“There is no doubt at all that the amount of publicity and public indignation about beryllium poisoning could reach proportions met with in the cases of silicosis or radium poisoning.”

It also noted that the industry was already reporting problems recruiting workers “because of local prejudice . . . engendered by actual and rumored experience with beryllium poisoning” (7).

Most importantly, AEC environmental health specialists developed a standard for limiting beryllium exposure. To avoid this public relations problem, the agency applied the standard in its own facilities, and incorporated mandatory adherence to the standard into its contracts with manufacturers from which it purchased beryllium products.

The history of the AEC beryllium standard is legendary. According to one version, it was developed in a 1948 discussion held in the back seat of a taxi by Merril Eisenbud, an AEC industrial hygienist, and Willard Machle, a physician who was a consultant to the firm building the Brookhaven Laboratory in Long Island, New York. In his autobiography, Dr. Eisenbud reports that he and Dr. Machle selected 2 ug/m3 (two micrograms of beryllium in each cubic meter of air) for workplace exposures and 0.01 ug/m3 for community exposures “in the absence of an epidemiological basis for establishing a standard”(8). Instead, the scientists used what Herbert Stokinger of the U.S. Public Health Service later described as “crude analogy”(9).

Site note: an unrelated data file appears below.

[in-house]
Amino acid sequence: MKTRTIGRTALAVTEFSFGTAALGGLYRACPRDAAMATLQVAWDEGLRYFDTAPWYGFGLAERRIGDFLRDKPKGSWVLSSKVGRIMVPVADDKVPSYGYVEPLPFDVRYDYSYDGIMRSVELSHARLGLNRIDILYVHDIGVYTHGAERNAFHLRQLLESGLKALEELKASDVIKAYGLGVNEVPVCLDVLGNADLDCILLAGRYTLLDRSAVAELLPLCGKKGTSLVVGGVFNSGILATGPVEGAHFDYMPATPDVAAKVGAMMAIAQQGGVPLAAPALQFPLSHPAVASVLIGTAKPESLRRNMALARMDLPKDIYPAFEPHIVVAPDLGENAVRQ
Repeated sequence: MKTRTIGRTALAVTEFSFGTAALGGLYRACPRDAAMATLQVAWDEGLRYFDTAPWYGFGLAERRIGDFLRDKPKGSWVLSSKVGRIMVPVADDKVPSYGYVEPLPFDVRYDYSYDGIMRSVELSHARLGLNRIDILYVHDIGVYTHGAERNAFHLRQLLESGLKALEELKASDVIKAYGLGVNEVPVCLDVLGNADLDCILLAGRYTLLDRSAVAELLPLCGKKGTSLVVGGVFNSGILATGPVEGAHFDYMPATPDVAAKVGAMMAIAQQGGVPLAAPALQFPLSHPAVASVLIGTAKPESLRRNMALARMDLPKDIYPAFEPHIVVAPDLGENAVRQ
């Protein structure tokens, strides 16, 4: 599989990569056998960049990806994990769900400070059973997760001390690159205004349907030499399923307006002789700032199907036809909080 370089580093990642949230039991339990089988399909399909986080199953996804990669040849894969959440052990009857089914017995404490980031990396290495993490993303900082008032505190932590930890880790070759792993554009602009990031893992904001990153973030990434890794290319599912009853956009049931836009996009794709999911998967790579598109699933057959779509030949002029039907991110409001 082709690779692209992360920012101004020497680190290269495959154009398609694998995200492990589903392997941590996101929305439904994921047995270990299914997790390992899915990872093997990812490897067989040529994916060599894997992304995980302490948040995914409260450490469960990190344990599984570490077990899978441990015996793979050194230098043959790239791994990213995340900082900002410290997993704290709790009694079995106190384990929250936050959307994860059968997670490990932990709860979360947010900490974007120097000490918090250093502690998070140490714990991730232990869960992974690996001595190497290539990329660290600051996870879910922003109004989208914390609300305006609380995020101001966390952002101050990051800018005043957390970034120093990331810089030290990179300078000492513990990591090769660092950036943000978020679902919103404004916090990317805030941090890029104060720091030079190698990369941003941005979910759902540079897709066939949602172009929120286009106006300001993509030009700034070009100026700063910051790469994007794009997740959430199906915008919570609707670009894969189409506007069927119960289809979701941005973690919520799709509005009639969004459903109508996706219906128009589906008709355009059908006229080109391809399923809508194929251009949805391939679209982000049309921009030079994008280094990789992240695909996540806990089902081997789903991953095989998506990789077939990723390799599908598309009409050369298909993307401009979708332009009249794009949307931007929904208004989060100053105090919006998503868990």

The AEC tentatively adopted these exposure limits in 1949, and then reviewed them annually for seven years before permanently accepting them (9). OSHA later adopted the 2 ug/m3 limit when it first issued workplace exposure limits in 1971. While the story of the “taxicab standard” has been often retold, a recent reviewer of the historical data has suggested that the workplace standard was actually selected on the basis of feasibility rather than Eisenbud’s calculations (10).

In 1948, the 2 ug/m3 standard was a great step forward. It was very stringent for its time, and its acceptance was probably aided by two factors. The first was that it addressed a severe problem: the human cost of beryllium disease was so great that it truly threatened the AEC’s mission. Second, nuclear weapons production was well funded, essentially a cost-plus operation in which the participating companies were assured a healthy profit. For the most part, the weapons plants were “government-owned, contractor-operated.” They were run by private employers with the U.S. government reimbursing their costs, plus an additional percentage awarded as profit. The largest U.S. manufacturer of beryllium products was Brush Wellman; Brush (as it often was called) was both a vendor to the U.S. government and a contractor, operating a government-owned facility for the AEC in Ohio from 1950 to 1956 (11).